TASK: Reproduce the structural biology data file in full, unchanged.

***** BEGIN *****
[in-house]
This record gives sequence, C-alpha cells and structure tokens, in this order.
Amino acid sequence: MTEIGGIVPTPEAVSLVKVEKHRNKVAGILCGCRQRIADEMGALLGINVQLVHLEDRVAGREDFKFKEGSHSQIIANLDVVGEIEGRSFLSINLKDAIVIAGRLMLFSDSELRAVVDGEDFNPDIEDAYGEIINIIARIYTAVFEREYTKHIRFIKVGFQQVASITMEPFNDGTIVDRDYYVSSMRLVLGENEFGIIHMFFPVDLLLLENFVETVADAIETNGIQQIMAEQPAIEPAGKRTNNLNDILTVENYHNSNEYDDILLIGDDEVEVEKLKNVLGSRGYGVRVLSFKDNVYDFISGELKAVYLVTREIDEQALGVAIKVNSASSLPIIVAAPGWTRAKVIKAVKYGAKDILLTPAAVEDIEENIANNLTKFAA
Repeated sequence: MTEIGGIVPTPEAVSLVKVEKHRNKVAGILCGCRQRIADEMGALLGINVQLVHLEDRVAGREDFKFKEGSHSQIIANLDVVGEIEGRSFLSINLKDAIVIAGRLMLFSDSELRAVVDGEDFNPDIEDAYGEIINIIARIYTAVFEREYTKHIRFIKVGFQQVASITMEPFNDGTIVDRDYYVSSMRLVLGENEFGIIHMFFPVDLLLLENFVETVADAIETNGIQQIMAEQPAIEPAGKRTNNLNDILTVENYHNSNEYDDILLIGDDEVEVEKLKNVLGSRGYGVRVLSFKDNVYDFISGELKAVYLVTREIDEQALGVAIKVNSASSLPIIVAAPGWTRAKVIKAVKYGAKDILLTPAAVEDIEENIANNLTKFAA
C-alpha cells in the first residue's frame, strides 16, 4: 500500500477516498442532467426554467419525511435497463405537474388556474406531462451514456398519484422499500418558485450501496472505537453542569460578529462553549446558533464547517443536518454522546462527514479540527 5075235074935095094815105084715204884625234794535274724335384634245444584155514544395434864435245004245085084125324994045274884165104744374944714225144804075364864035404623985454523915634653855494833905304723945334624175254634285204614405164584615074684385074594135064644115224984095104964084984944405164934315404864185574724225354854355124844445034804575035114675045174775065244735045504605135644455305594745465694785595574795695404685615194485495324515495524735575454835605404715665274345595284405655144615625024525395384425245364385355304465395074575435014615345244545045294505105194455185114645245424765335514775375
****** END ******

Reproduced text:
[in-house]
This record gives sequence, C-alpha cells and structure tokens, in this order.
Amino acid sequence: MTEIGGIVPTPEAVSLVKVEKHRNKVAGILCGCRQRIADEMGALLGINVQLVHLEDRVAGREDFKFKEGSHSQIIANLDVVGEIEGRSFLSINLKDAIVIAGRLMLFSDSELRAVVDGEDFNPDIEDAYGEIINIIARIYTAVFEREYTKHIRFIKVGFQQVASITMEPFNDGTIVDRDYYVSSMRLVLGENEFGIIHMFFPVDLLLLENFVETVADAIETNGIQQIMAEQPAIEPAGKRTNNLNDILTVENYHNSNEYDDILLIGDDEVEVEKLKNVLGSRGYGVRVLSFKDNVYDFISGELKAVYLVTREIDEQALGVAIKVNSASSLPIIVAAPGWTRAKVIKAVKYGAKDILLTPAAVEDIEENIANNLTKFAA
Repeated sequence: MTEIGGIVPTPEAVSLVKVEKHRNKVAGILCGCRQRIADEMGALLGINVQLVHLEDRVAGREDFKFKEGSHSQIIANLDVVGEIEGRSFLSINLKDAIVIAGRLMLFSDSELRAVVDGEDFNPDIEDAYGEIINIIARIYTAVFEREYTKHIRFIKVGFQQVASITMEPFNDGTIVDRDYYVSSMRLVLGENEFGIIHMFFPVDLLLLENFVETVADAIETNGIQQIMAEQPAIEPAGKRTNNLNDILTVENYHNSNEYDDILLIGDDEVEVEKLKNVLGSRGYGVRVLSFKDNVYDFISGELKAVYLVTREIDEQALGVAIKVNSASSLPIIVAAPGWTRAKVIKAVKYGAKDILLTPAAVEDIEENIANNLTKFAA
C-alpha cells in the first residue's frame, strides 16, 4: 500500500477516498442532467426554467419525511435497463405537474388556474406531462451514456398519484422499500418558485450501496472505537453542569460578529462553549446558533464547517443536518454522546462527514479540527 5075235074935095094815105084715204884625234794535274724335384634245444584155514544395434864435245004245085084125324994045274884165104744374944714225144804075364864035404623985454523915634653855494833905304723945334624175254634285204614405164584615074684385074594135064644115224984095104964084984944405164934315404864185574724225354854355124844445034804575035114675045174775065244735045504605135644455305594745465694785595574795695404685615194485495324515495524735575454835605404715665274345595284405655144615625024525395384425245364385355304465395074575435014615345244545045294505105194455185114645245424765335514775375